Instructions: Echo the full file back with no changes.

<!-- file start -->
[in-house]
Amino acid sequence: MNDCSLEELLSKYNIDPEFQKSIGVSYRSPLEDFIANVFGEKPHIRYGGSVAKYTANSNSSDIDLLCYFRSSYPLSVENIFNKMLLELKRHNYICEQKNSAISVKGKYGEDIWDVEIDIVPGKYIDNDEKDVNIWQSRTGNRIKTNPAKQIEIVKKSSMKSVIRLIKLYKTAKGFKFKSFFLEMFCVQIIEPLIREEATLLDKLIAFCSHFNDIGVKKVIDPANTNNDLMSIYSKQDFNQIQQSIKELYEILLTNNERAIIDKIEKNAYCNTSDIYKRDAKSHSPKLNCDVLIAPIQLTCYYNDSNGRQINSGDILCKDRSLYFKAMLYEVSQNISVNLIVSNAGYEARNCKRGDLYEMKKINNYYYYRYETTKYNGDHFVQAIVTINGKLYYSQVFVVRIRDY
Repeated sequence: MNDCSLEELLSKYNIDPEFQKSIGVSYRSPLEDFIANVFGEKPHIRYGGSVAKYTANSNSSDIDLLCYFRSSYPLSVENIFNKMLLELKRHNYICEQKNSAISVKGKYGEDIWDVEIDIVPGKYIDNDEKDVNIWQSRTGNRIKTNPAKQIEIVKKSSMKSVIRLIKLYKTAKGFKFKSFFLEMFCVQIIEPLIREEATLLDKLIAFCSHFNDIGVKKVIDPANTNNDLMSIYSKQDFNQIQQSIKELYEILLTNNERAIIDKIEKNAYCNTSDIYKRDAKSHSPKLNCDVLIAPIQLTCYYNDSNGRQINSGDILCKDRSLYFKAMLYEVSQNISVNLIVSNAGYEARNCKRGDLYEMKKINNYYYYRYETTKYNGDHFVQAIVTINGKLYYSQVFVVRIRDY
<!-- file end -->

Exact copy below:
[in-house]
Amino acid sequence: MNDCSLEELLSKYNIDPEFQKSIGVSYRSPLEDFIANVFGEKPHIRYGGSVAKYTANSNSSDIDLLCYFRSSYPLSVENIFNKMLLELKRHNYICEQKNSAISVKGKYGEDIWDVEIDIVPGKYIDNDEKDVNIWQSRTGNRIKTNPAKQIEIVKKSSMKSVIRLIKLYKTAKGFKFKSFFLEMFCVQIIEPLIREEATLLDKLIAFCSHFNDIGVKKVIDPANTNNDLMSIYSKQDFNQIQQSIKELYEILLTNNERAIIDKIEKNAYCNTSDIYKRDAKSHSPKLNCDVLIAPIQLTCYYNDSNGRQINSGDILCKDRSLYFKAMLYEVSQNISVNLIVSNAGYEARNCKRGDLYEMKKINNYYYYRYETTKYNGDHFVQAIVTINGKLYYSQVFVVRIRDY
Repeated sequence: MNDCSLEELLSKYNIDPEFQKSIGVSYRSPLEDFIANVFGEKPHIRYGGSVAKYTANSNSSDIDLLCYFRSSYPLSVENIFNKMLLELKRHNYICEQKNSAISVKGKYGEDIWDVEIDIVPGKYIDNDEKDVNIWQSRTGNRIKTNPAKQIEIVKKSSMKSVIRLIKLYKTAKGFKFKSFFLEMFCVQIIEPLIREEATLLDKLIAFCSHFNDIGVKKVIDPANTNNDLMSIYSKQDFNQIQQSIKELYEILLTNNERAIIDKIEKNAYCNTSDIYKRDAKSHSPKLNCDVLIAPIQLTCYYNDSNGRQINSGDILCKDRSLYFKAMLYEVSQNISVNLIVSNAGYEARNCKRGDLYEMKKINNYYYYRYETTKYNGDHFVQAIVTINGKLYYSQVFVVRIRDY